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Bus to everywhere, Leyland, District express - Leyland B361LOY, England, UK

Bus to everywhere, Leyland, District express - Leyland B361LOY, England, UK Stock Photo
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Image details

Contributor:

Tony Smith / Alamy Stock Photo

Image ID:

2AGMNX7

File size:

27.6 MB (1 MB Compressed download)

Releases:

Model - no | Property - noDo I need a release?

Dimensions:

3336 x 2888 px | 28.2 x 24.5 cm | 11.1 x 9.6 inches | 300dpi

Date taken:

4 May 2014

Location:

Crewe, Cheshire, England, UK

More information:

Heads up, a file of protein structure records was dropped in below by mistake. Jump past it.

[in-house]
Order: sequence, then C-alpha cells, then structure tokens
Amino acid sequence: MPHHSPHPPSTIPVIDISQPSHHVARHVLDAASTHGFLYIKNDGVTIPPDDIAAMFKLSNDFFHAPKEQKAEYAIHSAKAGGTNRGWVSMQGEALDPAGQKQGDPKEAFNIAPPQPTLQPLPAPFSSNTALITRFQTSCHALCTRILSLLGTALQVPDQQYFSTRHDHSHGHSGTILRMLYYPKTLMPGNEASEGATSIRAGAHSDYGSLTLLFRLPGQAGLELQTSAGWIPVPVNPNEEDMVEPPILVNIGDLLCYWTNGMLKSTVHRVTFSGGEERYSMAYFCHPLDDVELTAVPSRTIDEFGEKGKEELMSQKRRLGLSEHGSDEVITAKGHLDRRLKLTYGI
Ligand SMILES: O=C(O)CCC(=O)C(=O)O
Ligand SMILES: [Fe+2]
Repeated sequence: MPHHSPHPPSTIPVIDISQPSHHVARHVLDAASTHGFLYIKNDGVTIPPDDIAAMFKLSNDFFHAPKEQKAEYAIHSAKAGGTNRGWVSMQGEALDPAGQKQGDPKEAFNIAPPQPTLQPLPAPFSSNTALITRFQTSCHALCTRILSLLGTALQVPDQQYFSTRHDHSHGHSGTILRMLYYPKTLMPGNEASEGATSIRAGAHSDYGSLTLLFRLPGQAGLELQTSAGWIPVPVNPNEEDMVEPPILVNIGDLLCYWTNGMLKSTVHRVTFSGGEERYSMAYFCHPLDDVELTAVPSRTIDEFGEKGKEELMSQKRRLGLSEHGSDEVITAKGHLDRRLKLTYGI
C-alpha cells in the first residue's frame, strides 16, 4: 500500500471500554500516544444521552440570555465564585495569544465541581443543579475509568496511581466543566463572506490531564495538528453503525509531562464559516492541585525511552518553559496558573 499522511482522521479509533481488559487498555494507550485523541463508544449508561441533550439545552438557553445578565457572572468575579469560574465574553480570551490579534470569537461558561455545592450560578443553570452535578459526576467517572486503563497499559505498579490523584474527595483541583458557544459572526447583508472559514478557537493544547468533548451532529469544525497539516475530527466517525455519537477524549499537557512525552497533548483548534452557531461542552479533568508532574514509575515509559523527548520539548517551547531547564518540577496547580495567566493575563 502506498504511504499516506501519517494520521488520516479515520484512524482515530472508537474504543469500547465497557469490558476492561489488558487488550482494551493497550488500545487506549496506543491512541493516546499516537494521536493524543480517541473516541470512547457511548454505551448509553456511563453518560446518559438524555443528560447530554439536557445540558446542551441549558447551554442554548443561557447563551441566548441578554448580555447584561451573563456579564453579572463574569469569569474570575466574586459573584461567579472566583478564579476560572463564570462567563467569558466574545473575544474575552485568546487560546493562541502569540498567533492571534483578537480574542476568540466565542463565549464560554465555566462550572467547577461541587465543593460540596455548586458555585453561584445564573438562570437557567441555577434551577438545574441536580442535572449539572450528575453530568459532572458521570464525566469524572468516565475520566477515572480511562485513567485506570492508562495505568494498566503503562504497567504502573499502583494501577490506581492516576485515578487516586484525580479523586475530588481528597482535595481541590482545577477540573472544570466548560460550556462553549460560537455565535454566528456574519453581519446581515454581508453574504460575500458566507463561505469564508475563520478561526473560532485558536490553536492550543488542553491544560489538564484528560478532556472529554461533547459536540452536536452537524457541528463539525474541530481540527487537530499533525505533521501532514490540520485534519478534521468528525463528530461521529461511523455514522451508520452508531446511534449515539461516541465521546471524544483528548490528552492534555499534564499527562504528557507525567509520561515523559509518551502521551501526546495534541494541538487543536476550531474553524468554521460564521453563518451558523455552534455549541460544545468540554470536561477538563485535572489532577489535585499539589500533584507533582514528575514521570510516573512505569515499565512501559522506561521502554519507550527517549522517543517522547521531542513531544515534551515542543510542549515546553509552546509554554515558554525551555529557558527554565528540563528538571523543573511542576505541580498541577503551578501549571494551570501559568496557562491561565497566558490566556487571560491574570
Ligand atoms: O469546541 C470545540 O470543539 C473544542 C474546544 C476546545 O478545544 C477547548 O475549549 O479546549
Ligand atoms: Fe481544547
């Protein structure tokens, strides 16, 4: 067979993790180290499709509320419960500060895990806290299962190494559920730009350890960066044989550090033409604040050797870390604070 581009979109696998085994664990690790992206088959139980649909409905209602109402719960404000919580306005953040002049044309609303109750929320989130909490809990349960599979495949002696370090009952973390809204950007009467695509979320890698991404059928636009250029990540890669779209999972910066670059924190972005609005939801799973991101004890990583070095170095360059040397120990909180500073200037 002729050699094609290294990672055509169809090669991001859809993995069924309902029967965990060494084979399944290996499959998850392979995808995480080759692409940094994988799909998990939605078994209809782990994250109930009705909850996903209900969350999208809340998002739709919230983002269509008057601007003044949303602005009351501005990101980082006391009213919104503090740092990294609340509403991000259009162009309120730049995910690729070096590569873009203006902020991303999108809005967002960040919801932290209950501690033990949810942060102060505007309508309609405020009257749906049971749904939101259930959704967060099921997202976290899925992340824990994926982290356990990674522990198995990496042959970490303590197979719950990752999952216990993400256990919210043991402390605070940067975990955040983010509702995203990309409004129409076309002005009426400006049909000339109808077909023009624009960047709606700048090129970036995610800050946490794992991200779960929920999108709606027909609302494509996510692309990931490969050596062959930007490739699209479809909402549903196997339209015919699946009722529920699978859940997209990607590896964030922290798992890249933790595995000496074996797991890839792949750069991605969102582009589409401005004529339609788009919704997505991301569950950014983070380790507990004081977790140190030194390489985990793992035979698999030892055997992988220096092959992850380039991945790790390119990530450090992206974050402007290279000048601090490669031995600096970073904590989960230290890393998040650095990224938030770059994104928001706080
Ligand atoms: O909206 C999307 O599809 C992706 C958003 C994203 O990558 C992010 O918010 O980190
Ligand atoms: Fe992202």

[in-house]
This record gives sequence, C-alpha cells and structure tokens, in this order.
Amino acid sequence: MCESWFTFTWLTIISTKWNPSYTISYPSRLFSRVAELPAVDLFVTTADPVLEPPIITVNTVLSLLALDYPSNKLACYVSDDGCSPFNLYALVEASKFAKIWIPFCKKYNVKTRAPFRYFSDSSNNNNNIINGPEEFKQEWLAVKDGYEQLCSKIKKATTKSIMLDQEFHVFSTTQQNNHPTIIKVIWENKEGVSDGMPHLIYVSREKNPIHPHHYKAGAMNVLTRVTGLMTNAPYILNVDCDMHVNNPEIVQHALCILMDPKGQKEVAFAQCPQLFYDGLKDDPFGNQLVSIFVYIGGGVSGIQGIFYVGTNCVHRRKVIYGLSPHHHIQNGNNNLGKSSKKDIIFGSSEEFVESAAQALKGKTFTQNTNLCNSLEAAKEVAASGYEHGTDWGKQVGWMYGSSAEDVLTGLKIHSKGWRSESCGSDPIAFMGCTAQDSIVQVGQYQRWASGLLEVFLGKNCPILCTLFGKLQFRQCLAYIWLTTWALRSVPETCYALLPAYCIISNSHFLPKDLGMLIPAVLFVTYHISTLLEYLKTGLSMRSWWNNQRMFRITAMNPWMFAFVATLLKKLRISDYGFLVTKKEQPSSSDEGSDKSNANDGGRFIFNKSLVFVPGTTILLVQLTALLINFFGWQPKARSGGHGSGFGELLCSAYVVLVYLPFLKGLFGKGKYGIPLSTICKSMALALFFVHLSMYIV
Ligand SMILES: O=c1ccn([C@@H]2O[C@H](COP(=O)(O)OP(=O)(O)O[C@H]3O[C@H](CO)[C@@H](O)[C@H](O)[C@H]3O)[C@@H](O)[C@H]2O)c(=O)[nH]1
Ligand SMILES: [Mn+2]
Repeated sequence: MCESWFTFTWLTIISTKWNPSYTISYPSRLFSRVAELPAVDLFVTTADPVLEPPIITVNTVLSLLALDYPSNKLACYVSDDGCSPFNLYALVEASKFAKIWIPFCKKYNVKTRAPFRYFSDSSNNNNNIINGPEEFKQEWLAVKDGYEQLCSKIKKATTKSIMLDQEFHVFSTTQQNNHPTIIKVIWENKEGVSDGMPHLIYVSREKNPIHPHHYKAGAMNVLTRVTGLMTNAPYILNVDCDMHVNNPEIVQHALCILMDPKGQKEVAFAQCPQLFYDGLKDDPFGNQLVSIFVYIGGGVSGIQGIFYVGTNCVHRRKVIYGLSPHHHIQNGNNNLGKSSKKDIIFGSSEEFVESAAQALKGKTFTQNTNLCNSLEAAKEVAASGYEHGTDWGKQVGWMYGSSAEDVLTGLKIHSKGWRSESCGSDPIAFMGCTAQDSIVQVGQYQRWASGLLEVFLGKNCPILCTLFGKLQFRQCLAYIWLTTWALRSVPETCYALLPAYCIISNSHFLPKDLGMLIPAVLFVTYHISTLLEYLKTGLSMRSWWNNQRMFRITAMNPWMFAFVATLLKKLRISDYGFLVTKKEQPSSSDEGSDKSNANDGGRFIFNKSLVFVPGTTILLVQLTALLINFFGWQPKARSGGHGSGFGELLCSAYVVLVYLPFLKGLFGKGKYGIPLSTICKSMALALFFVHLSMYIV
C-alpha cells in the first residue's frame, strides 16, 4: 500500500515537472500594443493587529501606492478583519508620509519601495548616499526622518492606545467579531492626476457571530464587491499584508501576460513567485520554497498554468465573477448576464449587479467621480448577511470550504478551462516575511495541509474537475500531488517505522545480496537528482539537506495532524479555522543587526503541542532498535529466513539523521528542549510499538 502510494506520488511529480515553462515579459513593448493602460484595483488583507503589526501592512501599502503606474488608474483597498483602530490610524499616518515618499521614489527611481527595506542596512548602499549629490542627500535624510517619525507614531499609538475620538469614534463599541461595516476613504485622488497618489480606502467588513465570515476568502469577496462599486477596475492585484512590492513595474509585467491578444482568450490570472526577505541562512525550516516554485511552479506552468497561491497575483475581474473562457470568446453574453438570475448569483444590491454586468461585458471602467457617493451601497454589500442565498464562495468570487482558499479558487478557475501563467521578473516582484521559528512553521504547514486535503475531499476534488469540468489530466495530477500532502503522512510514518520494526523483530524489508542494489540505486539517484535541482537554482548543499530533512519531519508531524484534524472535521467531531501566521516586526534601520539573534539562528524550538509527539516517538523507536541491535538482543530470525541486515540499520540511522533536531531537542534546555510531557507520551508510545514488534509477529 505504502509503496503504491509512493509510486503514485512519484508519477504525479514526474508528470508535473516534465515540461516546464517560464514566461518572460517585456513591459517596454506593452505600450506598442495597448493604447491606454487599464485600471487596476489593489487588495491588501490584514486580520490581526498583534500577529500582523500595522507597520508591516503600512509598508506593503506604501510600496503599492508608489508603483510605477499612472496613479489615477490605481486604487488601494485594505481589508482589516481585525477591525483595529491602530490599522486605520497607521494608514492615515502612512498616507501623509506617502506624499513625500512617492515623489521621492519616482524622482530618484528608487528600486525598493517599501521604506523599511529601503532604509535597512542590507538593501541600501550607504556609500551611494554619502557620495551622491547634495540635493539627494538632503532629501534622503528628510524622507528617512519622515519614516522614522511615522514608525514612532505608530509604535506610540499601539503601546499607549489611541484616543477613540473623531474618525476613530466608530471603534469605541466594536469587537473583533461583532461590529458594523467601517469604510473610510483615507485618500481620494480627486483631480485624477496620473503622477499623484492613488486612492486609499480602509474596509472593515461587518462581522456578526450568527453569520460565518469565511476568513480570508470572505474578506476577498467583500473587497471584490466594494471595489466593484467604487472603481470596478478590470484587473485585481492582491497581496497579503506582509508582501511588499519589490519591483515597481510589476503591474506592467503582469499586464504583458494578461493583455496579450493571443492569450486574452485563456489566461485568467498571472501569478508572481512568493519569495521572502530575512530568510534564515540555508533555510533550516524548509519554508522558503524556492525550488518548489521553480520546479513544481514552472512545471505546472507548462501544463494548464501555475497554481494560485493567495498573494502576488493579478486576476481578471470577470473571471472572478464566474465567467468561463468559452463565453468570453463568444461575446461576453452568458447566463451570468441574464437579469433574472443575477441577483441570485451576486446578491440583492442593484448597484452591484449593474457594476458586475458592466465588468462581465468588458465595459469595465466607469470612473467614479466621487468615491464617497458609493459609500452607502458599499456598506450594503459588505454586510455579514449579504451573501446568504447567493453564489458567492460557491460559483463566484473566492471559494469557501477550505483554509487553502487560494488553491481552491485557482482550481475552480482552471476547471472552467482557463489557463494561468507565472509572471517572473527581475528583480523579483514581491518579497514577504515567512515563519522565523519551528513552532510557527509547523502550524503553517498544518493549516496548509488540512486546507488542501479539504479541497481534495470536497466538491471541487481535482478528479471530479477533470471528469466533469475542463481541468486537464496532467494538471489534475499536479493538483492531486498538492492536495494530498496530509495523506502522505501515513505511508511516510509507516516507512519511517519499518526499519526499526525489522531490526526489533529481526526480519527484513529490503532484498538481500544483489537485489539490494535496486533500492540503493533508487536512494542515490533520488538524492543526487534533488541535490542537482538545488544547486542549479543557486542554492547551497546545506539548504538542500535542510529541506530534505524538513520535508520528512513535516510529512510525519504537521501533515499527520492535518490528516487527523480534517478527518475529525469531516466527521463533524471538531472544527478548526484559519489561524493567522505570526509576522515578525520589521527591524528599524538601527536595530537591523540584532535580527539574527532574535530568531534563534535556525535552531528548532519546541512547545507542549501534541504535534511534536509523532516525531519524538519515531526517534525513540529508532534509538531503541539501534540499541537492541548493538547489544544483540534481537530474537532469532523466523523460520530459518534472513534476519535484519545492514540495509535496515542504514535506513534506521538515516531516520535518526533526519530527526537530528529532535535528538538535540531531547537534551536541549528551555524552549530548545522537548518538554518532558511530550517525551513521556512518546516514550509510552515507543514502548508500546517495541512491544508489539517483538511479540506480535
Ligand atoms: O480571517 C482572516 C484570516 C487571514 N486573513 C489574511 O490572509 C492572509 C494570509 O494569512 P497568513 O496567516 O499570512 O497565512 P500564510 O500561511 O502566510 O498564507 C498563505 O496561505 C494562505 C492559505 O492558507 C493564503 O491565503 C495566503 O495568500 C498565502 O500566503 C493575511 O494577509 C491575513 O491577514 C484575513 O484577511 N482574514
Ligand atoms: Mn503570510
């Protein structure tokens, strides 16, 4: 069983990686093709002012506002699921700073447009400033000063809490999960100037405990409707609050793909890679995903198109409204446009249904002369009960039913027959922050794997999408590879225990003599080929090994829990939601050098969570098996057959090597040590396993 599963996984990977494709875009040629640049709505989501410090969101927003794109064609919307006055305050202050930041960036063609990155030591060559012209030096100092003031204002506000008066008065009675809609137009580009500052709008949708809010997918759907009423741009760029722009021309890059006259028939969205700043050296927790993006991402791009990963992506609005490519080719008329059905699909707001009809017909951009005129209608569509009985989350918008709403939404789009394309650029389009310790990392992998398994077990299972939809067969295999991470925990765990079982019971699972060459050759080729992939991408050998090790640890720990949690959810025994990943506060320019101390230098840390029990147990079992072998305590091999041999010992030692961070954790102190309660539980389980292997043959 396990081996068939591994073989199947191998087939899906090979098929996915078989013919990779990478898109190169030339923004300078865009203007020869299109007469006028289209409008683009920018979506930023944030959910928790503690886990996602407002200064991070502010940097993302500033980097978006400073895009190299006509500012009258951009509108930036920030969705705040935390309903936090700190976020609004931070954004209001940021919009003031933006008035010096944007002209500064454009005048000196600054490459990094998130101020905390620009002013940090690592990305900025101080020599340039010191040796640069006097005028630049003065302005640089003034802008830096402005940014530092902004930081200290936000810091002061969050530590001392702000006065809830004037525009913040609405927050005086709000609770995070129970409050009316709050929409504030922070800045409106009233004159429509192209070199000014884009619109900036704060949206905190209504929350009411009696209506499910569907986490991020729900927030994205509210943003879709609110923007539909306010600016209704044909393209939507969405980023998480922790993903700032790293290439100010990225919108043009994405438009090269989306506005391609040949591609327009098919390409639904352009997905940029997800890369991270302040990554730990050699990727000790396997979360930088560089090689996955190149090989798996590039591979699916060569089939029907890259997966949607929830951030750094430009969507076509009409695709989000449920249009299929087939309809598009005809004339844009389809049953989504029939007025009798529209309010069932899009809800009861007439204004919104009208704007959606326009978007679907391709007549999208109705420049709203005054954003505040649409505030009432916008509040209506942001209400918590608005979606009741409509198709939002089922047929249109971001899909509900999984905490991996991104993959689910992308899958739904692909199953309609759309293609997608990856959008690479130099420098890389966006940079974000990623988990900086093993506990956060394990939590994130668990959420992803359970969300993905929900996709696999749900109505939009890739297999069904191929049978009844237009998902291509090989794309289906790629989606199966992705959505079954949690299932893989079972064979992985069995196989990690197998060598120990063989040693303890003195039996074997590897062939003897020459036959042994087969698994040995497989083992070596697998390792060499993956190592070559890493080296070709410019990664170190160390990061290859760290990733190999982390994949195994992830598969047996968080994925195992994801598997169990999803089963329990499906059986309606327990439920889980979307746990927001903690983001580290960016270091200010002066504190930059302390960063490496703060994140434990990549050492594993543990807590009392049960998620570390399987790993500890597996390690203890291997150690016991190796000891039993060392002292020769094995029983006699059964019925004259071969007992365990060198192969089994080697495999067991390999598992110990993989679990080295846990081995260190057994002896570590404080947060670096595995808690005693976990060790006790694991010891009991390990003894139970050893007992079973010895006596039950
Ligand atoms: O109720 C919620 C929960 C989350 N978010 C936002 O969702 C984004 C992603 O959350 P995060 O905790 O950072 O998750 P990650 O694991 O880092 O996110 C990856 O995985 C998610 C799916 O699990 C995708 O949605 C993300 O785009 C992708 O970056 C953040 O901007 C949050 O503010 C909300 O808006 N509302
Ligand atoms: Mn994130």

The Leyland National is an integrally-constructed British step-floor single-decker bus manufactured in large quantities between 1972 and 1985. It was developed as a joint project between two UK nationalised industries – the National Bus Company and British Leyland. Buses were constructed at a specially built factory at the Lillyhall Industrial Estate, Workington. Styling was carried out by the Italian vehicle stylist Giovanni Michelotti, previously commissioned by both Triumph (Herald, TR4, GT6, 2000/2500, 1300, Dolomite and Stag) and Scammell lorries (Routeman GRP cab). It was intended to replace all the rear-engined single-decker buses offered by British Leyland, including the AEC Swift, Bristol RE, single-deck Daimler Fleetline, Daimler Roadliner and Leyland Panther. The Leyland National was built with integral, modular construction and a rear engine. All components were designed for ease of construction and replacement. Until 1978, it was always built with a roof mounted pod at the rear, housing the heating equipment, which consequently blew warm air out at roof level. At first the pod was almost the length of a bay and appeared designed to give a Trans-Atlantic feel. In 1976 a new shorter version of the roof pod was introduced along with the battery being relocated to the front under the cab. The Leyland National was available in three lengths, the majority being 10.3m and 11.3m. It was easy to spot the longer ones as its main side windows were all the same length, on the shorter models the windows were shorter except for one in the middle (where the exit doors were on dual door variants) which was the same length as on the longer models. The third length was 10.9m, specially produced for Australian operators due to stringent axle weight limits. This used the front section of the 11.3 metre bus and the rear action of the 10.3 metre bus. One 10.9 metre bus (the prototype) was sold to a Scottish operator (Rennies of Dunfirmline)

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